One of the fundamental differences between Silicon Valley and The Paper Belt (i.e. Washington DC, New York, elite universities) is what they value.
There are obvious narratives that you probably think I’m referring to. See:
Facebook’s “move fast and break things”
Uber breaking local laws to get drivers out
Airbnb breaking zoning laws, etc.
But what I’m talking about today is working in an organization.
If you’re used to following rules, being rewarded for doing exactly what you’re told perfectly, crossing all the t’s and dotting all the i’s…. you’re going to be deeply unhappy in a venture-backed startup.
You’ll encounter some company rule, adjust your workflow to it, judge your potential actions based on it, and then the rule will be suddenly changed on you w/ zero prior notice.
Even worse: that change may not even be communicated to you. It could just be culturally assumed that everyone “gets” the new way of operating, or management just was too busy to let you know.
And so now you’re giving 110% of your efforts to following the wrong rules(!)
Take the other side:
If you thrive by solving problems wherever you find them and having the flexibility to Go Forth And Conquer, operating in an organization that places extreme value on titles, org structure, and process is going to make you miserable.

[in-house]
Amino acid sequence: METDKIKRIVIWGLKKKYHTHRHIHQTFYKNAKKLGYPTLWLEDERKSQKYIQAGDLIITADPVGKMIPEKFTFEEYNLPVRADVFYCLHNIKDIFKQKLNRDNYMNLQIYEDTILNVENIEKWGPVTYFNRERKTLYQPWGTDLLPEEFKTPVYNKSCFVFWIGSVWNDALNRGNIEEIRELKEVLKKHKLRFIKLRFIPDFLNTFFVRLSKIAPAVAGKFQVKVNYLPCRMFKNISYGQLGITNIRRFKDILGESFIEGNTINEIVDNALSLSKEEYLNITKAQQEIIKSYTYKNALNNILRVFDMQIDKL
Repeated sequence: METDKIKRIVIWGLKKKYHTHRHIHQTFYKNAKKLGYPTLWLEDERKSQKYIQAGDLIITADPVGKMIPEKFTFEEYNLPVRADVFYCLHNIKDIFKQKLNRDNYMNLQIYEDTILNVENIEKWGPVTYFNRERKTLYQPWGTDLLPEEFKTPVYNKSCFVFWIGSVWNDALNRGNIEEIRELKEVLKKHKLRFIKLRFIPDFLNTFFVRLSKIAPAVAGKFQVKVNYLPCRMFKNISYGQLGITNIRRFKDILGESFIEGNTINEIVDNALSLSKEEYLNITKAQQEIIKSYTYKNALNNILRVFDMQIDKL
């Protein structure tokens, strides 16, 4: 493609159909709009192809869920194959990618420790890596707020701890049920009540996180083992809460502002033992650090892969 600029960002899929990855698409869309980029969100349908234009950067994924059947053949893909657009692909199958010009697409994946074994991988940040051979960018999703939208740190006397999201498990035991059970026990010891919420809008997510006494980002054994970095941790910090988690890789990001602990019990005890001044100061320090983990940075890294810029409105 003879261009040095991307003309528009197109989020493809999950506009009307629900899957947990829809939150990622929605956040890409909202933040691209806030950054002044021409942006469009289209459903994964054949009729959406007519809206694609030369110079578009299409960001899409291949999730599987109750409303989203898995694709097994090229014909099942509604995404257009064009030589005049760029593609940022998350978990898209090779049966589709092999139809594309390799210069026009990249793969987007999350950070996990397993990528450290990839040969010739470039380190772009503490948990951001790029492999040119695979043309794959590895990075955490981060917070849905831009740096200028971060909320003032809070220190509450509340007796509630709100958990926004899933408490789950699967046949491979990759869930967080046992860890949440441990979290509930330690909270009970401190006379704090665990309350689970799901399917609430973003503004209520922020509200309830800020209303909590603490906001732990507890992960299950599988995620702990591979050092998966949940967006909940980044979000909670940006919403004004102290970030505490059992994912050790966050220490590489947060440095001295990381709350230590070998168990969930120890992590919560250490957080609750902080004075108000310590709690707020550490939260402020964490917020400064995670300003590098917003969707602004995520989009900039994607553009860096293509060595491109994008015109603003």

You’ll solve problems that everyone rightly acknowledges are problems, but because you went about it in the “wrong” way you’ll actually be penalized.
You’ll lose your mind trying to decipher the “right” way to solve problems, instead of doing what’s easiest and fastest.
This is one of many reasons the Paper Belt and Silicon Valley haven’t gotten along recently. Silicon Valley started winning even though it was doing all the “wrong” things.
And when you can do things the “wrong” way and still win, people start complaining about the game.
It probably says a lot about you whether your reaction is
“the new game is better so everyone should adjust to it”
“the old game has worked fine so rule breakers should be penalized”
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